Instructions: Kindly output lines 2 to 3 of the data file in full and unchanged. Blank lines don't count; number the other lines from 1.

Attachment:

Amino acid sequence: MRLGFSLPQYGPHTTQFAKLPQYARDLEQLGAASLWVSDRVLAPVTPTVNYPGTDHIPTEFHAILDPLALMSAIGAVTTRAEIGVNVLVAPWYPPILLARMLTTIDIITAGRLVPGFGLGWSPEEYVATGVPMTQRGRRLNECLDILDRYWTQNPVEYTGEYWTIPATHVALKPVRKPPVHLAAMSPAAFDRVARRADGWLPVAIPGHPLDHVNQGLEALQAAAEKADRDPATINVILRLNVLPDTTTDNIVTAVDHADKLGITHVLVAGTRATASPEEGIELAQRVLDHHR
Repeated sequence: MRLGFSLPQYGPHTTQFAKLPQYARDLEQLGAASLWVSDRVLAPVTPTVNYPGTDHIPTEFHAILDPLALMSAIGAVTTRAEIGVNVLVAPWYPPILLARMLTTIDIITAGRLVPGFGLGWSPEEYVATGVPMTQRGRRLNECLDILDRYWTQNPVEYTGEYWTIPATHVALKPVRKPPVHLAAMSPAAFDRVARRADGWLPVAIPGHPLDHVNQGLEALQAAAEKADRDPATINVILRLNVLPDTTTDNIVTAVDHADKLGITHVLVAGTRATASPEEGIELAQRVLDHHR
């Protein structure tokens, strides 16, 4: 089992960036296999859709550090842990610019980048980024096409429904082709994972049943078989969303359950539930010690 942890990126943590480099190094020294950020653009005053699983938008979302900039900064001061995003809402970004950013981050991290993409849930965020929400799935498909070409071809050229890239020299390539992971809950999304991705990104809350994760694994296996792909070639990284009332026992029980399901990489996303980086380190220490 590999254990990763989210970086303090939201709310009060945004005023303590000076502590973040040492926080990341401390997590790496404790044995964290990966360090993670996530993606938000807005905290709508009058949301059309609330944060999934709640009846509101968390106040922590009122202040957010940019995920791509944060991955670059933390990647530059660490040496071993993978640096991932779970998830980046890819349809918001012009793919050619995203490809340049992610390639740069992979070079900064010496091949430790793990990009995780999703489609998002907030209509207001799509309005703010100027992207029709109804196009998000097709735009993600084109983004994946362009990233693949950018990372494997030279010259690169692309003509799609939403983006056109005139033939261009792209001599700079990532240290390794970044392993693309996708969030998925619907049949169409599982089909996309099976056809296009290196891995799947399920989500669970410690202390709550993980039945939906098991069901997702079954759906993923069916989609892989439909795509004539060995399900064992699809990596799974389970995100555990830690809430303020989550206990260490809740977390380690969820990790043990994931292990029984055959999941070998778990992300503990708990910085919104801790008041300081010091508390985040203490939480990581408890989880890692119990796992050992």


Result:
Repeated sequence: MRLGFSLPQYGPHTTQFAKLPQYARDLEQLGAASLWVSDRVLAPVTPTVNYPGTDHIPTEFHAILDPLALMSAIGAVTTRAEIGVNVLVAPWYPPILLARMLTTIDIITAGRLVPGFGLGWSPEEYVATGVPMTQRGRRLNECLDILDRYWTQNPVEYTGEYWTIPATHVALKPVRKPPVHLAAMSPAAFDRVARRADGWLPVAIPGHPLDHVNQGLEALQAAAEKADRDPATINVILRLNVLPDTTTDNIVTAVDHADKLGITHVLVAGTRATASPEEGIELAQRVLDHHR
């Protein structure tokens, strides 16, 4: 089992960036296999859709550090842990610019980048980024096409429904082709994972049943078989969303359950539930010690 942890990126943590480099190094020294950020653009005053699983938008979302900039900064001061995003809402970004950013981050991290993409849930965020929400799935498909070409071809050229890239020299390539992971809950999304991705990104809350994760694994296996792909070639990284009332026992029980399901990489996303980086380190220490 590999254990990763989210970086303090939201709310009060945004005023303590000076502590973040040492926080990341401390997590790496404790044995964290990966360090993670996530993606938000807005905290709508009058949301059309609330944060999934709640009846509101968390106040922590009122202040957010940019995920791509944060991955670059933390990647530059660490040496071993993978640096991932779970998830980046890819349809918001012009793919050619995203490809340049992610390639740069992979070079900064010496091949430790793990990009995780999703489609998002907030209509207001799509309005703010100027992207029709109804196009998000097709735009993600084109983004994946362009990233693949950018990372494997030279010259690169692309003509799609939403983006056109005139033939261009792209001599700079990532240290390794970044392993693309996708969030998925619907049949169409599982089909996309099976056809296009290196891995799947399920989500669970410690202390709550993980039945939906098991069901997702079954759906993923069916989609892989439909795509004539060995399900064992699809990596799974389970995100555990830690809430303020989550206990260490809740977390380690969820990790043990994931292990029984055959999941070998778990992300503990708990910085919104801790008041300081010091508390985040203490939480990581408890989880890692119990796992050992």